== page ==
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Firefly Dreams

Firefly DreamsFine, emotive Japanese films are
  usually the province of revered
  Japanese directors — but Firefly
is one exception because
  the writer and director is none
  other than British-born, Welsh-
  raised long-time ex-pat in Japan,
  John Williams

A BEAUTIFULLY-REALISED COMING-OF-AGE story filmed in modern Japan by John Williams working with Japanese actors and crew, Firefly Dreams has been hailed as a minor masterpiece.

Faced with his wife having an affair and worried that his daughter is staying out late and playing truant, Hiroshi sends the sulky and rebellious 17-year-old Naomi (perfectly played by Maho Ukai) to stay with his sister Mieko in the country for the summer.

Naomi finds herself helping out at her aunt's hotel and is bored by the country, away from her friend Tomoko and the excitement of Nagoya, the city where she lives. She is unkind to her cousin Yumi and finds the guests tedious; particularly the older men who make suggestive comments to her.

Mieko tells the young girl that it was different thirty years ago when it was a great place to be with Geishas from Kyoto, writers and politicians.

An elderly relative, Mrs Koide (Yoshie Minami — who has roles in films by Kurosawa and other Japanese masters to her credit), becomes ill and her memory is failing. Although Naomi at first resentfully complies with her aunt's request to her an eye on the fragile old lady, she becomes fascinated by Mrs Koide's stories of her past — as a young woman full of hopes and dreams, a war widow working in the munitions factory in Toyokawa, her love of dancing when she lived in Tokyo and her life as an actress who was involved in a scandal when she was betrayed by her film director lover.

Naomi is enthralled by the story and discovers old photographs of the beautiful young film star and it is all the more poignant when the teenager has a brief affair with a local delivery boy, Masaru, who takes her to an abandoned movie theatre.

Naomi is devastated when Mrs Koide dies and then her father commits suicide. She returns to Nagoya a different person. She tries to tackle the deep feelings of resentment she has towards her mother and she seeks out Mrs Koide's movie, The Valley Of The Fireflies. Through Mrs Koide, she has begun to get her life back into perspective.

The superbly filmed and underrated Firefly Dreams is a fascinating look at Japan from the perspective of a sulky teenager, contrasting her life against that of her elderly relative whom she comes to love.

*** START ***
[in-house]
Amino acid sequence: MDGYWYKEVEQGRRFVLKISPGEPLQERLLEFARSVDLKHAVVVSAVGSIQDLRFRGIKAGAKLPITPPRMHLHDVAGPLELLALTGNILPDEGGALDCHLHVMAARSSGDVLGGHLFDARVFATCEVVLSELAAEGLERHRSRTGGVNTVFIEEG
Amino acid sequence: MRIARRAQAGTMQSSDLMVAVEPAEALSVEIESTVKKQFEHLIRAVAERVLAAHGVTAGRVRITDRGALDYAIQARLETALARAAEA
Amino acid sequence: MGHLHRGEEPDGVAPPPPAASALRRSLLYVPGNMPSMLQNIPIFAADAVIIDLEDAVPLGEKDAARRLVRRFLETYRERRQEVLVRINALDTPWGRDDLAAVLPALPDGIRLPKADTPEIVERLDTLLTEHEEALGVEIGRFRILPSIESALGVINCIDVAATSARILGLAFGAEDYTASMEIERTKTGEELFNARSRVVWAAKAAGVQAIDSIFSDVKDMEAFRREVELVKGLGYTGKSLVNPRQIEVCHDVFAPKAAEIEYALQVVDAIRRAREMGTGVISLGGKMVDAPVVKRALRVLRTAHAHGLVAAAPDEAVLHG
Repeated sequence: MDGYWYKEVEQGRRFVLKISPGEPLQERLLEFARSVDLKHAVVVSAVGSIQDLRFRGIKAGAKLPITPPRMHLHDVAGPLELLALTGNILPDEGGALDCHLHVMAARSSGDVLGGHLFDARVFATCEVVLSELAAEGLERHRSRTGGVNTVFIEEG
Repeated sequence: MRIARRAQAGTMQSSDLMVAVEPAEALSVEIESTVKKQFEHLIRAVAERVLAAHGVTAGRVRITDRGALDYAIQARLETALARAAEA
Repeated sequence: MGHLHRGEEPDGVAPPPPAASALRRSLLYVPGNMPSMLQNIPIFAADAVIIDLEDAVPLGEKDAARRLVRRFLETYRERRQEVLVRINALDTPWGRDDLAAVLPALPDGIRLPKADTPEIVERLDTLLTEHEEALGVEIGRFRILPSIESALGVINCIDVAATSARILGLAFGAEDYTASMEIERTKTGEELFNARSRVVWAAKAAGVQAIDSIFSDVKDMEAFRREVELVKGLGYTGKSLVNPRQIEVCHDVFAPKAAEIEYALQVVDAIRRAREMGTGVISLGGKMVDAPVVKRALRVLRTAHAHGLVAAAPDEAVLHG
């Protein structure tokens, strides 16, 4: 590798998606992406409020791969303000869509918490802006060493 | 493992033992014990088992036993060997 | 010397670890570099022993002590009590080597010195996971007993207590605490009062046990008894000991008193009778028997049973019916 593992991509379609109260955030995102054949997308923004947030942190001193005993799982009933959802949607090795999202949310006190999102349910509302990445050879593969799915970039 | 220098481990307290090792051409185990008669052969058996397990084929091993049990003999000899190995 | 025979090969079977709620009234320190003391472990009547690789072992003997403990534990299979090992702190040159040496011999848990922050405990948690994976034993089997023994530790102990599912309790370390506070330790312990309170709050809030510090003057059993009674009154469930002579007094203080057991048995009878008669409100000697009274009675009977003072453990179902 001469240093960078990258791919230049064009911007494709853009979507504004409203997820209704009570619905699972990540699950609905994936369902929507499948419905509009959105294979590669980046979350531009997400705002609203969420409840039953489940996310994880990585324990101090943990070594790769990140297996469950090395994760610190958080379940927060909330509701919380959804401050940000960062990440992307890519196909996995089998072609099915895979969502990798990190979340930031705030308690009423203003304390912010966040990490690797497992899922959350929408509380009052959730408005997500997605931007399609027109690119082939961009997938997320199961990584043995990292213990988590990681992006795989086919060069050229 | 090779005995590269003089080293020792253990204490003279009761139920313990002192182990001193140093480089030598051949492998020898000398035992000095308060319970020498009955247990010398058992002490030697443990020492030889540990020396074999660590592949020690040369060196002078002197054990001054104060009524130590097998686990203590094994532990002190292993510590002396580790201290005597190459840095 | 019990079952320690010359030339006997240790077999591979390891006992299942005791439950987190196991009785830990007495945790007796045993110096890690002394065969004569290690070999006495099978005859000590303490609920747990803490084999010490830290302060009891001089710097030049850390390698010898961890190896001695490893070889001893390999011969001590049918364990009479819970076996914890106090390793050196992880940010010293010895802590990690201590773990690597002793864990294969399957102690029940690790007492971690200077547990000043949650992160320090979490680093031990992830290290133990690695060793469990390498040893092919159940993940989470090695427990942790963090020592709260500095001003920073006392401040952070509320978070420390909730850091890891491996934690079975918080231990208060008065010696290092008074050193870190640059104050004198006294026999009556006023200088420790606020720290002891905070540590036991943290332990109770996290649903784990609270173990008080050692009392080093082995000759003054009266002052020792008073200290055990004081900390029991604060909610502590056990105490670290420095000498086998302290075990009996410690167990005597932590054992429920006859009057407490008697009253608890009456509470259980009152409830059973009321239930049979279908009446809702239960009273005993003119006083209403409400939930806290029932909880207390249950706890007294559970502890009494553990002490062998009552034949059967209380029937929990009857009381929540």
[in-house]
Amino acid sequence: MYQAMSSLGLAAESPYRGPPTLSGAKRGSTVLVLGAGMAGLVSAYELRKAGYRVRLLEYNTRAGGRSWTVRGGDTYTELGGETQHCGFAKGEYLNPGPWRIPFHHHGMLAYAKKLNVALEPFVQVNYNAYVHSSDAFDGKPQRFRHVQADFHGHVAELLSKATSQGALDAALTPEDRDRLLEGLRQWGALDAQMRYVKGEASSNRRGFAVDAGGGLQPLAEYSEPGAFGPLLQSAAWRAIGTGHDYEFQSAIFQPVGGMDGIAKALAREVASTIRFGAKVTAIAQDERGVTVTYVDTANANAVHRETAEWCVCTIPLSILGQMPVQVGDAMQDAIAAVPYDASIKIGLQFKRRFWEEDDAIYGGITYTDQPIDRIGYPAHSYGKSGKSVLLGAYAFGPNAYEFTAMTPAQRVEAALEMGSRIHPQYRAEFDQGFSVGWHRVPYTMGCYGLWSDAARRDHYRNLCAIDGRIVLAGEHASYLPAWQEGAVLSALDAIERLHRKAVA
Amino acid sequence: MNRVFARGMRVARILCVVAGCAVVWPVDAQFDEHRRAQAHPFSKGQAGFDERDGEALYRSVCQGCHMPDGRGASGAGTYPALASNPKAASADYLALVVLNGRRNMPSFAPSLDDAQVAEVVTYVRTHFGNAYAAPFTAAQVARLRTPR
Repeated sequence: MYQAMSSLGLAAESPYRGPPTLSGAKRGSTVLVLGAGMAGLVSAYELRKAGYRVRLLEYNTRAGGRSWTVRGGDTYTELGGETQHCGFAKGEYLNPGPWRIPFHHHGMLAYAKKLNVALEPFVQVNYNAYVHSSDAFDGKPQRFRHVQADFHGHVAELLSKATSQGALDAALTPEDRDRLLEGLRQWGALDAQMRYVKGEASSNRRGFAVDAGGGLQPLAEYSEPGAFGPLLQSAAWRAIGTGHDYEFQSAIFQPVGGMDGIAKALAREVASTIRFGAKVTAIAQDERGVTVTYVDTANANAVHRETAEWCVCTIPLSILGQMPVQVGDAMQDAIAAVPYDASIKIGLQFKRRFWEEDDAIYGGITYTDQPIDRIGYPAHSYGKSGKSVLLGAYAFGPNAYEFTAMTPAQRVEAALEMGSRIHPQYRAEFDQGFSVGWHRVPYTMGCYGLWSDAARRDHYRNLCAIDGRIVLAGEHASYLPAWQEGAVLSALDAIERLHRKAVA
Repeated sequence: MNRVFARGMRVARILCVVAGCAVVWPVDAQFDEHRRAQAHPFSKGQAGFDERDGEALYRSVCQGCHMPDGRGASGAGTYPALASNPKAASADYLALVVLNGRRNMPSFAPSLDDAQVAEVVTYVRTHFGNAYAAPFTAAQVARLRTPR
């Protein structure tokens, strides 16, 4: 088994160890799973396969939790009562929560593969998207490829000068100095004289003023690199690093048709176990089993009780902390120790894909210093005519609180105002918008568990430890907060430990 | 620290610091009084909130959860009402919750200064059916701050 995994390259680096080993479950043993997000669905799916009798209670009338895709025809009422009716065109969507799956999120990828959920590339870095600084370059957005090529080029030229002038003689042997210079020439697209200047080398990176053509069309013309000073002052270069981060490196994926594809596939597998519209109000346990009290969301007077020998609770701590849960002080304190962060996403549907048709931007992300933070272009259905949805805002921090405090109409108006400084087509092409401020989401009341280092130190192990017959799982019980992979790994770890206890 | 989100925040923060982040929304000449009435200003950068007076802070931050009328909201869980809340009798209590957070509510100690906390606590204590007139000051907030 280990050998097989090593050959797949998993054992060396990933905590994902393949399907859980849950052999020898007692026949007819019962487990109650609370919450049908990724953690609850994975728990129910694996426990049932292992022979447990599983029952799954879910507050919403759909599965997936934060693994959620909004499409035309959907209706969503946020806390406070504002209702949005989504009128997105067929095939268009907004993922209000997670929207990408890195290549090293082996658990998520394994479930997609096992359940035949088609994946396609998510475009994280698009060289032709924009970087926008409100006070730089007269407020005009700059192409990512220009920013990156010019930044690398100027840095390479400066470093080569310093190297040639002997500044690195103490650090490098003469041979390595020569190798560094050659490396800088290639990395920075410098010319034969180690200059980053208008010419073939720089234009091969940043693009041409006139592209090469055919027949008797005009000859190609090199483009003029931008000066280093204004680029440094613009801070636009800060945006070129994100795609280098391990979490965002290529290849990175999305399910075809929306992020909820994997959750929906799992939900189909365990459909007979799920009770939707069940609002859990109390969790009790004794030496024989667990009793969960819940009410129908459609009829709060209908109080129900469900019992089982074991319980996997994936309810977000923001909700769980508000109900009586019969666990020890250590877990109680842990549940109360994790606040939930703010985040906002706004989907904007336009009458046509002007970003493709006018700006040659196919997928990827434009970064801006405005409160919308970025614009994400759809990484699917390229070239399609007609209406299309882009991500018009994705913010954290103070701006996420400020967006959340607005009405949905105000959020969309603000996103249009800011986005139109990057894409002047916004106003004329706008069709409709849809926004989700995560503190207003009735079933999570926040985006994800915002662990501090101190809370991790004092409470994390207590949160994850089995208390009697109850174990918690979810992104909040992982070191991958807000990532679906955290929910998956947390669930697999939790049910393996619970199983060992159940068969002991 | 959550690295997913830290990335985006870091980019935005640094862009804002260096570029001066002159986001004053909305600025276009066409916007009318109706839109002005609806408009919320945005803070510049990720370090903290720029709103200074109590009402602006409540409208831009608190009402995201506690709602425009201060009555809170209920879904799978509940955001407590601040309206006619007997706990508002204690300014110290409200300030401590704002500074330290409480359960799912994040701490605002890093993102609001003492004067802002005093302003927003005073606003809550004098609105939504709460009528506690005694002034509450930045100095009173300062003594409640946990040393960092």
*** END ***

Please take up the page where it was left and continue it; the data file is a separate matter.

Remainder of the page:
A delightful story, Firefly Dreams features engrossing performances by the two female leads against a backdrop of stunning mountain scenery in an area rich with natural beauty, interesting folklore and history.

Called The Most Beautiful Summer in Japan — because there were two other films with 'Firefly' in the title at the time it was released — Firefly Dreams is beautifully filmed by Yoshinobu Hayano and delicately edited by John Williams himself, who wrote the succinct script. Paul Rowe's guitar score is haunting and effective. The film has won awards in several international film festivals, including Best Feature at Hawaii, Best Film at Manila, Audience Award at San Jose and Netpac Special Mention at Karlovy Vary. The film's Executive Producer is Maryann Manelskiand and Firefly Dreams is Produced by Steven Haas.

Having lived in Japan for twelve years, John Williams makes excellent uses his experience and knowledge of Japanese culture. In Japan, the firefly is a symbol of the transience of life. The dyed blonde schoolgirl look was in fashion around the time the film was shot in 2000. At that time there was much concern over truancy and the growing awareness of freedom of the young. John also glosses over the appeal for young girls to earn money by selling nude photographs of themselves. The sex industry in Japan is very big and the temptations higher than anywhere else.

Using 21-year-old Maho Ukai to play Naomi is a masterstroke in itself — she plays the 17-year-old in the throes of teen angst to perfection. Also notable are the shots that the cinematographer and John have framed to great effect.

Firefly Dreams is a 100 Metre Films Production and is released on DVD in the UK and Ireland by Stoney Road Films. Since Firefly Dreams, John Williams has made one more Japanese film, the atmospheric horror film Starfish Hotel.

Firefly Dreams will be released in April, 2009. Running Time: 100 Minutes | Dolby SR | Language: Japanese With English Subtitles.

"…something like a minor masterpiece…" — New York Herald Tribune

"…a fine firm directorial eye and a pair of astutely crafted perfs" — Variety

"The superbly filmed and underrated Firefly Dreams is a fascinating look at Japan from the perspective of a sulky teenager, contrasting her life against that of her elderly relative whom she comes to love" — Maggie Woods, MotorBar